Psychiatrist Daniel Carlat’s article in today’s New York Times Magazine provides valuable insight into the ethics of drug marketing.
Carlat tells how he became an “educator” for Wyeth in 2001. He visited primary care and psychiatric offices to talk about Effexor XR, Wyeth’s antidepressant. Carlat was paid $500 for a one hour “Lunch and Learn” talk; $750 if he had to drive an hour. His narrative forms a five-step morality play:
1. Carlat began the role with naïve optimism that he could be a well-paid but objective educator for a drug that he liked to use in his own practice.
2. After a rosy start he moved into a phase of rationalizing the distortions he recognized he was building into his presentations.
3. There is then a moment of epiphany, when a psychiatrist in a group he is speaking to challenges his playing down of the hypertension risk the drug creates: “He looked at me, frowned, and shook his head…I felt rattled. [The] frown stayed with me – a mixture of skepticism and contempt. I wondered if he saw me for what I feared I had become – a drug rep with an M.D.”
4. After the epiphany, Carlat made his presentations more balanced and objective. Here is what happened: “I was visited by the same district manager who first offered me the speaking job. Pleasant as always, he said: 'My reps told me that you weren’t as enthusiastic about our product at your last talk. I told them that even Dr. Carlat can’t hit a home run every time. Have you been sick?’ At that moment, I decided my career as an industry-sponsored speaker was over. The manager’s message couldn’t be clearer: I was being paid to enthusiastically endorse their drug. Once I stopped doing that, I was of little value to them, no matter how much “medical education” I provided.”
5. The final phase, embodied by the New York Times article, is public confession and a pledge to abstain from drug company funding in the future.
I don’t fault Wyeth for its marketing strategy. Capitalism is about selling. If we physicians turn up our noses at the mores of commerce we are being hypocritical. After all, we market our own services to patients and colleagues every day.
But I agree with Carlat that physicians should not carry out the marketing function for drug companies. To do what he found himself doing violates at least two of the nine principles in the AMA code of ethics: “A physician shall uphold the standards of professionalism, be honest in all professional interactions, and strive to report physicians deficient in character or competence, or engaging in fraud or deception” and “A physician shall continue to study, apply, and advance scientific knowledge, maintain a commitment to medical education, make relevant information available to patients, colleagues, and the public…”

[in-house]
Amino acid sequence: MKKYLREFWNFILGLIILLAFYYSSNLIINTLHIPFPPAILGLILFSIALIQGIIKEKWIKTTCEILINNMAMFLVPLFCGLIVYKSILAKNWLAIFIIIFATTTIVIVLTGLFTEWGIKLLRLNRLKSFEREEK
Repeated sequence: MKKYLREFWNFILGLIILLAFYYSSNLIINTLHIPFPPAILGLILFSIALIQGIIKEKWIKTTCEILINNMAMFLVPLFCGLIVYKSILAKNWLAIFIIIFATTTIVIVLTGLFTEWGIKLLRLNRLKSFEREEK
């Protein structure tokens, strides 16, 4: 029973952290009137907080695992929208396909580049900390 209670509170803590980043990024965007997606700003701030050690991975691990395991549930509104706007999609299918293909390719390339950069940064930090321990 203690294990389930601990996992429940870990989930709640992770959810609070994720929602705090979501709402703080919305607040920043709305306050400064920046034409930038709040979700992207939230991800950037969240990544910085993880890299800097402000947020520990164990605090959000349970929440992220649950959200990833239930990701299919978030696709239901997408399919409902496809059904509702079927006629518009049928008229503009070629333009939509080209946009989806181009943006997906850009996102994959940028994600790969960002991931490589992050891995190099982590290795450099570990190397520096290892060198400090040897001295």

So what should be done? Carlat’s candid narrative makes clear that disclosure isn’t enough. “Caveat emptor” – let the buyer beware – is an appropriate guide for commerce. It is not, however, compatible with professionalism. The story Carlat tells shows how the “educator for the drug company” role shifts the clinician’s primary commitment to scientific objectivity and advancing patient interests to a marketing function.
When patients, physicians, and the public suspected that managed care incentives were corrupting clinical judgment an enormous backlash emerged. The conflicts created by the “educator” role are at least as severe. The medical profession needs to push back against physicians taking on the role of drug marketers with the same vigor it brought to bear on managed care. Marketing by drug companies is part of the way our economy works. But as Carlat shows so clearly in his personal testimony, having physicians participate in the marketing effort as “educators” is incompatible with professional ethics.